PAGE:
By Sandra Long Weaver
Tribune Editorial Director
It is rare to have more than one artist discuss his or her work at a gallery. But on Sept. 25, four of Nashville’s Black artists paid tribute to Nate Harris, the owner and founder of Woodcuts Gallery, on Jefferson Street. Harris was celebrating his 34th anniversary in North Nashville.
“They have upheld a standard of excellence not only in their framing but in the artists they have exhibited here at this facility,” said native Nashville artist James Threalkill.
He said he still cherishes the memory of having his name the marquee as artist of the month at Woodcuts. “You don’t know how much that meant to me. This gallery thought enough of me to put my name on marquee. I still have picture.”
Woodcuts is an institution,” Threalkill said in his tribute. “They have put quality Black art in the Black community over the years.”
As artists, he said, “we are recording for history what the times were like during this time.” He said he was “honored and proud for artists to have such a quality venue for showing their work.”
“You honor me by inviting me to be here today,” Threalkill said just before unveiling two of his newest works. “This place is special and our community needs to let everyone know how special it is by continuing to support it. It’s impacted my life in a special way.”
Other artists that have been mentored by Harris also talked for a few minutes about what they had learned from him and how it has benefitted their careers.
Michael McDonald, who also teaches at Tennessee State University, said he was proud to have his work displayed at Woodcuts. What he learned at Woodcuts helped him open his own studio a few years ago.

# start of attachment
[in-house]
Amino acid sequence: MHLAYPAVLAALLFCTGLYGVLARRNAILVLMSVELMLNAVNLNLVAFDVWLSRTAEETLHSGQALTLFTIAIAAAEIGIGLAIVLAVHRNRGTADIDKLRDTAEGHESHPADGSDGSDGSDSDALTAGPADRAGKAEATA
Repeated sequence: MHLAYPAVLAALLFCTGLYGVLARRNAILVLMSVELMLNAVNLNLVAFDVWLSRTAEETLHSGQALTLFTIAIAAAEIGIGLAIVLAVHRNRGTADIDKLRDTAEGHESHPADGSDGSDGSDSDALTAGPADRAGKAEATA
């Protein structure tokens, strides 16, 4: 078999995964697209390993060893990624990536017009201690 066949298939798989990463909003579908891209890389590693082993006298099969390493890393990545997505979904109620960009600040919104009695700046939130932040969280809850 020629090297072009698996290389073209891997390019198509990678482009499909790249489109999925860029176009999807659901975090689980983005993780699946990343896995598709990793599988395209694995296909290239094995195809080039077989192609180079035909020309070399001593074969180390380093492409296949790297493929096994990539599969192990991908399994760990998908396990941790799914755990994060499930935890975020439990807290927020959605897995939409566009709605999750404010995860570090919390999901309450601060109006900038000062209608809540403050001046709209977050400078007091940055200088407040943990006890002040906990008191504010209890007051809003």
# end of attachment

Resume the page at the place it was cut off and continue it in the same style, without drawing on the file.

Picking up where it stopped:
And Omari Booker also unveiled his newest work. “They’ve given you the behind the scenes realities on what it takes to get your work ready to show,” Booker said. “I am extremely grateful.
He said he worked at various jobs for 17 years before becoming an artist. And he worked four or five years at Woodcuts to hone his skills.
“We’re all small businesses. If you are an artist, you are a small business. And you can’t be afraid to ask for your money, the worth of your work. I learned it from great business people here,” he said.
Artist Ashley Seay, who helped organize the session, talked about her craft of creating paintings through wood blocking. “It is the oldest art form goes back to Africa,” she said. She unveiled a piece that recognized how North Nashville has recovered from the tornado of March 2020 and is surfing the pandemic.
Since starting to work at Woodcuts, “it has been nothing but love,” Seay said. “I wouldn’t be at this level if Woodcuts hadn’t opened their doors and said you could work here.”